thursday, april 14, 2011
The Daily Tar Heel
Harassment policy to change
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by Lindsay PoPe
A potential $2,000 tuition forGovernor’s School could makethe program less merit-based andleave districts deciding whether totake on the extra cost.If the N.C. General Assembly’sproposed budget cuts are enacted,the program will lose all of its statefunding, leaving students or localdistricts with the full cost of atten-dance.The cost of Governor’s Schoolincreased to $500 last year, andstudents already accepted intothe N.C. Governor’s School willlikely not have to pay an increasedtuition this summer, Mary Watson,director of the program, said.In the Chapel Hill-CarrboroCity Schools district, 21 studentswere selected to attend the six-week program this year.The district requires parentsto pay a tuition, unless they areunable, in which case financialassistance is available, said JeanParrish, coordinator for district’sinstructional services division.The district did not have topay any student’s tuition in 2010,Parrish said, though she declinedto comment on how many studentsare seeking aid this year.“We’re facing the same cuts aseveryone else,” she said“We can’t say that we can pay them all, but if the student has afinancial need we can pay that forthem.”She said no students in the dis-trict have been deterred from theschool because they couldn’t pay.The Orange County Schoolsdistrict had five students acceptedinto the program, said PatriciaColeman, administrative associ-ate to the superintendant.The county district paid the fulltuition for all five, she said.Sarah Ringel, the parent of anOrange County Schools studentaccepted to Governor’s School,said she questioned the prioritiesof the state in de-funding the pro-gram.“The whole concept of Governor’s School is one of thefew things that’s just purely basedon merit and not money,” she said.“We’re turning a sad corner. It’snot surprising, but it’s still sad.”Governor’s School is a six-weekresidential summer program forhigh-achieving high school stu-dents that provides academic andfine arts classes at Salem Collegein Winston-Salem and MeredithCollege in Raleigh.Without funding, the programwould have to operate like a privateprogram, accepting full tuition foreach student, Watson said.If that happens —which Watsonsaid is likely — it won’t only be stu-dents who are worse off, she said.“When you don’t educate andprovide for your brightest stu-dents, you’re hurting the economy of the state,” Watson said.
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by MeLissa abbey
In the fall of 2009, a graduatestudent was sexually harassed by her adviser — but the problemdidn’t stop there.After UNC’s confusing harass-ment policy prompted her to seekhelp, the dean she spoke to waslegally required to file a report.That complaint forced the stu-dent to break with her adviser,undermining her prior researchand forcing her stay in school forat least an extra year.Now, a year and a half later,her case has led the University toconsider permanent changes in itsharassment policy.Leslie Lerea, associate deanfor student affairs in the graduateschool, said the harassment adviso-ry committee is working to rewritethe University’s harassment policy,hoping to complete it by the end of this semester.At a meeting Tuesday, the com-mittee discussed the policy’s revi-sion, which began in October afterthe woman, whose name has notbeen disclosed by the University,contacted Laura Blue, the outgo-ing president of the Graduate andProfessional Student Federation.Blue said that although thewoman was refunded a year’stuition, her dilemma showed thepolicy required clarification.Blue said three or four otherstudents complained the policy was inaccessible and confusing.“This is especially an issue forgraduate students if their adviseris the problem,” she said. “You’repretty much deciding whether youwant to start over or not when youconsider reporting it.”According to current policy,if a student speaks to any faculty member about being harassed, thefaculty member must file a reportwith the Equal Opportunity/ADA Office.Blue said graduate studentsmight choose not to report theincident to avoid jeopardizingtheir progress but that they shouldhave clear, accessible informationregarding their options.At the beginning of this schoolyear, Blue presented the problemto Ron Strauss, the executive asso-ciate provost.“Laura came to talk with mebecause she wanted to explore theconcept of why people don’t comeforward with reports,” he said.Strauss then took the matterto Ann Penn, chairwoman of theharassment advisory committee.The committee, comprised of faculty members, an undergradu-ate student and a graduate student,has been working to revise the pol-icy ever since, Lerea said.Julie Lauffenburger, the gradu-ate student on the committee, saidthe old policy was too confusing.“We want to make the languagemore accessible, explain the reviewprocess,” she said. “We’re lookingat other universities’ policies to seewhat works.”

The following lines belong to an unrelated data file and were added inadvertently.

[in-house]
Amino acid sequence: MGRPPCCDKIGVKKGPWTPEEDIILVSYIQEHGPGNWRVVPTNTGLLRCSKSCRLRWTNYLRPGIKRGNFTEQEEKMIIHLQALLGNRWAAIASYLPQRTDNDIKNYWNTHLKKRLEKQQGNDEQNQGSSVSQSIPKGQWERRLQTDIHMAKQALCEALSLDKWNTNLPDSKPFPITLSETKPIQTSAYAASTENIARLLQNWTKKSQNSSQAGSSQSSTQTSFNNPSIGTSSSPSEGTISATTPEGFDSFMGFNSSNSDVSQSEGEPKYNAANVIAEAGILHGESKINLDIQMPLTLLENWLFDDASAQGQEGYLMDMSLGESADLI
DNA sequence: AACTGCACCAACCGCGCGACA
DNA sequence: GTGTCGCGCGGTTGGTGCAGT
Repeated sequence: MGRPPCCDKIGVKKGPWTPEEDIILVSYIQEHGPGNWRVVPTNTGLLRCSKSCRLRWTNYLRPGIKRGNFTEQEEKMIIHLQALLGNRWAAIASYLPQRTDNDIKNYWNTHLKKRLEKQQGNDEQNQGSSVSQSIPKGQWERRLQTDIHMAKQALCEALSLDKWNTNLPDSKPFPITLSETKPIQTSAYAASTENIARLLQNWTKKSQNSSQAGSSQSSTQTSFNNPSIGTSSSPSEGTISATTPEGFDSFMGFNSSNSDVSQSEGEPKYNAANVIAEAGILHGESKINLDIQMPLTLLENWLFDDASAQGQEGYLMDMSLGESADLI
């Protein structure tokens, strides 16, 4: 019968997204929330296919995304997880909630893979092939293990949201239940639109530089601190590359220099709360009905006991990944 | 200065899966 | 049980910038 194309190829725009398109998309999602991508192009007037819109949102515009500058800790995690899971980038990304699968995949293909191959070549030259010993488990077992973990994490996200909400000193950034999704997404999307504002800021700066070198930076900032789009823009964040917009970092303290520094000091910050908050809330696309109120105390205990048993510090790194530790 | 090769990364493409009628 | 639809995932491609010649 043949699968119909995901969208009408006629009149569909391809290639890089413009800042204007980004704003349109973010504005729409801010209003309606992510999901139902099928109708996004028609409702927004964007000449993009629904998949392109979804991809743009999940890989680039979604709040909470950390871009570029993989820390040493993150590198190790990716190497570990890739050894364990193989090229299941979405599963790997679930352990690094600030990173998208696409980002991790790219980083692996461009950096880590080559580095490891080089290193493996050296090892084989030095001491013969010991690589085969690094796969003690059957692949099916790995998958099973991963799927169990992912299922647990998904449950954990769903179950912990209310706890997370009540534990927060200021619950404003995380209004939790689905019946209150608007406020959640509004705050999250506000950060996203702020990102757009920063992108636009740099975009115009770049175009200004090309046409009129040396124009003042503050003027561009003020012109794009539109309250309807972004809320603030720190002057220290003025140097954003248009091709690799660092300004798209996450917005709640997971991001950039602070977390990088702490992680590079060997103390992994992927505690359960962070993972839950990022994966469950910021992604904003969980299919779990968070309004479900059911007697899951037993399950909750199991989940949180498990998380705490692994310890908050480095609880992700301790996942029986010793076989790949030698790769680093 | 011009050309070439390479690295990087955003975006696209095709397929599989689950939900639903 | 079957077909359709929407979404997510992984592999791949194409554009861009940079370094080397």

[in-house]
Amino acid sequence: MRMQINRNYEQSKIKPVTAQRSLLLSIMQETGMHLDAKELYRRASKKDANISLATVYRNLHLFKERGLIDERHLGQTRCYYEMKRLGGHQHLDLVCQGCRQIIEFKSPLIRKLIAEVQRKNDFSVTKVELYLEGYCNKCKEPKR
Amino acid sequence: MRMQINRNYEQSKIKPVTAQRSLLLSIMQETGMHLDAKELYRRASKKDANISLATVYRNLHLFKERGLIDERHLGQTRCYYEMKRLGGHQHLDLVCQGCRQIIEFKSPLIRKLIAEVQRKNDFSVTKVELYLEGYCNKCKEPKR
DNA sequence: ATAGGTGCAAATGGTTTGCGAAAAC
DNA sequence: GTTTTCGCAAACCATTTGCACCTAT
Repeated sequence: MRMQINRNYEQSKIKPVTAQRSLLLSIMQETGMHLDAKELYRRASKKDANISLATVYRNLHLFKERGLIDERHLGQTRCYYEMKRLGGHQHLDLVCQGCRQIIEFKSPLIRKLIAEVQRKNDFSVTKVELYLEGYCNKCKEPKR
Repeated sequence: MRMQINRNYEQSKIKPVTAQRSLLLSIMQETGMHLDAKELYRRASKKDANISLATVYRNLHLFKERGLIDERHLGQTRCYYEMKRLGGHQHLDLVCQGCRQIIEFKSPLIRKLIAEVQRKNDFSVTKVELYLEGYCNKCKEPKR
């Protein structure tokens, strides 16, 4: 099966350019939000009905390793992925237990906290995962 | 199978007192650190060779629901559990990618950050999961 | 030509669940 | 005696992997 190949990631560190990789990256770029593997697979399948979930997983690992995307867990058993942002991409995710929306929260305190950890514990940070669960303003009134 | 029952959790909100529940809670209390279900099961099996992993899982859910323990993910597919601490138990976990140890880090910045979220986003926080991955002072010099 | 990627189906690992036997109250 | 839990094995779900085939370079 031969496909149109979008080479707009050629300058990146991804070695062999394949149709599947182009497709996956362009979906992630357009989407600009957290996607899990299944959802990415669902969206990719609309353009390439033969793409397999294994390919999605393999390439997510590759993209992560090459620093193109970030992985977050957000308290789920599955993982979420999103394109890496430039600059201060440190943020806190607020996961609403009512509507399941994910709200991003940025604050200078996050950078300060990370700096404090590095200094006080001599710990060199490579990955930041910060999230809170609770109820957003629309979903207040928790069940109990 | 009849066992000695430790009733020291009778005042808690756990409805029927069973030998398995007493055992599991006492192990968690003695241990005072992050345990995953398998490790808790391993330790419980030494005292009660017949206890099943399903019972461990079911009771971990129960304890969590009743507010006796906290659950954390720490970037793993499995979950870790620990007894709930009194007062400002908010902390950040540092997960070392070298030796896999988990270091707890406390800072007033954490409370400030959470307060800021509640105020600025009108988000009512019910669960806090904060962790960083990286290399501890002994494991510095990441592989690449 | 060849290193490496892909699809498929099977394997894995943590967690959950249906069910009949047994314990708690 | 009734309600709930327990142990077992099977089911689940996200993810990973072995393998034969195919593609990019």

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by ViViana boniLLa LoPez
RALEIGH — The day after a leg-islative proposal calling for a $483million cut in state funding for theUNC system was released, studentswere already taking action.Four members of UNC YoungDemocrats traveled to RaleighWednesday to persuade legislatorsagainst the large cuts to education.These four students were partof a group of lobbyists from UNC’schapter of Young Democrats whowill be meeting with legislatorsin the N.C. General Assembly thisweek. A second group will lobby today.“We as young people, as col-lege students and as Democrats,urge the North Carolina GeneralAssembly to not mortgage our edu-cation,” stated a letter the groupdelivered to legislators.Burton Peebles, a member of theYoung Democrats, said the groupis concerned with all of the cutsbeing proposed to education.“The sandwich has already beentrimmed down,” Peebles said.